The FDA is creating a new flexible regulatory pathway for genomic tests that sequence the human genome as part of President Obama’s Precision Medicine Initiative.
The agency released two complementary draft guidances that set a foundation for the pathway by streamlining submission and review of data supporting clinical validity of next-generation sequencing (NGS)-based in vitro diagnostics.
The agency sought feedback from industry stakeholders during four public meetings before crafting the guidances, which explain how the agency might consider exempting certain NGS-based tests from premarket review, Assistant Commissioner Heidi Marchand said.
The move represents FDA’s commitment to harness technology and share genomic findings pouring out of clinical research, she said.
“This system would be efficient and flexible: as technology advances, standards can be updated to help ensure test accuracy,” the FDA said. “Similarly, as clinical evidence improves, new interpretations could be supported.”
The first draft guidance, “Use of Standards in FDA Regulatory Oversight of Next Generation Sequencing (NGS)-Based In Vitro Diagnostics (IVDs) Used for Diagnosing Germline Diseases,” provides recommendations for designing, developing and validating NGS-based tests for hereditary diseases, and addresses the potential for using FDA-recognized standards to demonstrate analytical validity.
Standards for Analytical Validation
Stakeholder feedback indicated that conforming to standards for analytical validation of NGS-based tests would allow for differences in development but could accommodate evolution of newer technology.
“Upon finalization of this guidance, test developers will be able to follow these recommendations when preparing a premarket submission,” the guidance said. It stressed that the guidance is limited to targeted and whole exome human DNA sequencing (WES) NGS-based tests to aid in diagnosing suspected germline diseases or other conditions. It does not apply to NGS-based tests intended for stand-alone diagnostic tests. Additional recommendations or controls would also be required for direct-to-consumer NGS-based tests for germline diseases.
The agency said it would be seeking stakeholder comments on expanding the scope but wanted to hear from industry first.
Although the FDA has cleared a few single-gene, disease-specific, targeted NGS-based diagnostics, it has not classified NGS-based tests with a broad intended use for suspected germline diseases. Hence, an NGS-based test would automatically be classified as a Class III device under current regulations. The agency said it would consider de novo requests for NGS tests, and that if such a request is granted, then the test could serve as a predicate for future 510(k) submissions.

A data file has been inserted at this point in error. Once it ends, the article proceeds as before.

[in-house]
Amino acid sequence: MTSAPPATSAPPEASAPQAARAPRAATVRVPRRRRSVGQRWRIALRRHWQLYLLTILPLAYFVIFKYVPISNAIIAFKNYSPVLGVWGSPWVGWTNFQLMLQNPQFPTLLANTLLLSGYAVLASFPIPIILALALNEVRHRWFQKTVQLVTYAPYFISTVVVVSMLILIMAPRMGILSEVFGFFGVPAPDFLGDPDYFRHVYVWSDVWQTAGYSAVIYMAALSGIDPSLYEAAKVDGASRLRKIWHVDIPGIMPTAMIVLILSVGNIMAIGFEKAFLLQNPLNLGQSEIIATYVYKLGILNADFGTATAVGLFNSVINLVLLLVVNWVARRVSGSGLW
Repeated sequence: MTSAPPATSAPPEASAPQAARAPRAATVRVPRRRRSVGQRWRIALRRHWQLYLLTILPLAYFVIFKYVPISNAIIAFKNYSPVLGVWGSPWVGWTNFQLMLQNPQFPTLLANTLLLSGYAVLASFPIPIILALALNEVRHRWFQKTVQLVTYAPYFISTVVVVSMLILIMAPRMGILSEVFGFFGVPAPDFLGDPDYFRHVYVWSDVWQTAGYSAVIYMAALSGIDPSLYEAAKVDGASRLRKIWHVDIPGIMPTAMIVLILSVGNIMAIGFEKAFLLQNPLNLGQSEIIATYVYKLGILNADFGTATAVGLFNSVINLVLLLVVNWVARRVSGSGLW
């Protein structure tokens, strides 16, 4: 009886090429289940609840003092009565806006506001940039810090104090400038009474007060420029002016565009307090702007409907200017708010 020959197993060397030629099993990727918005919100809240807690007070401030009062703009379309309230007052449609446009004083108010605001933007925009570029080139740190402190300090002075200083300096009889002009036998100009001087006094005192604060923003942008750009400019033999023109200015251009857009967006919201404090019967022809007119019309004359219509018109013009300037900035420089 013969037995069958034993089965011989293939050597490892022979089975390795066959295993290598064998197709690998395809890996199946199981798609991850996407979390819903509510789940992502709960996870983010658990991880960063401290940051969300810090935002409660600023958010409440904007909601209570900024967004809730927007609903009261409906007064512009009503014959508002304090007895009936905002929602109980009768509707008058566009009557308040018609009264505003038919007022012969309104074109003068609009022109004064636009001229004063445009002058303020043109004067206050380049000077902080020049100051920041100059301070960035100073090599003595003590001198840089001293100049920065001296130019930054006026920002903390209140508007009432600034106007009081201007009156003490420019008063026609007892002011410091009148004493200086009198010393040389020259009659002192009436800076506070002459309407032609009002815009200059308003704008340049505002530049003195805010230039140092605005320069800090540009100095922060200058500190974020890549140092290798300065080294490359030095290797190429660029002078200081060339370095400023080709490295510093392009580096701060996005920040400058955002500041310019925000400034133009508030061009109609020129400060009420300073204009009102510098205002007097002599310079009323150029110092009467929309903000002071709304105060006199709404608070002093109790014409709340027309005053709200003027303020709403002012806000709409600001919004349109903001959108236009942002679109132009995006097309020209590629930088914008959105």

The FDA could even exempt certain tests from premarket notification requirements. Regardless, NGS tests must demonstrate analytical validity, and using a standards approach could streamline how this validity is demonstrated.
The guidance lays out the typical elements of an NGS-based test for germline diseases, as well as recommendations for design, development and validation of those tests.
The FDA recommends the following test design considerations:
For FDA Recognition
The FDA’s second draft guidance, entitled “Use of Public Human Genetic Variant Databases to Support Clinical Validity for Next Generation Sequencing (NGS)-Based In Vitro Diagnostics” describes an approach for test developers to use data from public genomic databases to gain FDA recognition.
The guidance notes that administrators of databases can voluntarily apply to FDA for recognition, and it describes how the agency would review those applications. Administrators seeking recognition of their genetic variant database should contact the FDA through the pre-submission program.
The guidance stresses the importance of public databases because much of the data that could be used to support clinical validity of NGS-based tests are not publicly accessible. Aggregation of clinical genotype-phenotype associations and evaluating that evidence would promote rapid translation of genetic information into useful clinical evidence.
The agency defines a “genetic variant database” as a publicly accessible database that aggregates and curates reports of phenotype-genotype relationships to a disease with publicly available documentation of evidence supporting those linkages.
In interpreting data, the guidance stresses the importance of using qualified experts to make informed conclusions about genetic variants and their meaning for clinical decisions.
The guidance draws parallels between the use of evidence standards with the types of evidence to support FDA premarket submissions. As such, clinical validity is based on the “totality of available evidence” and not on isolated case reports or summary literature.
Comments are due Oct. 6. Read the guidances here: www.fdanews.com/07-13-16-NGSpublicdatabase.pdf and here . — Tamra Sami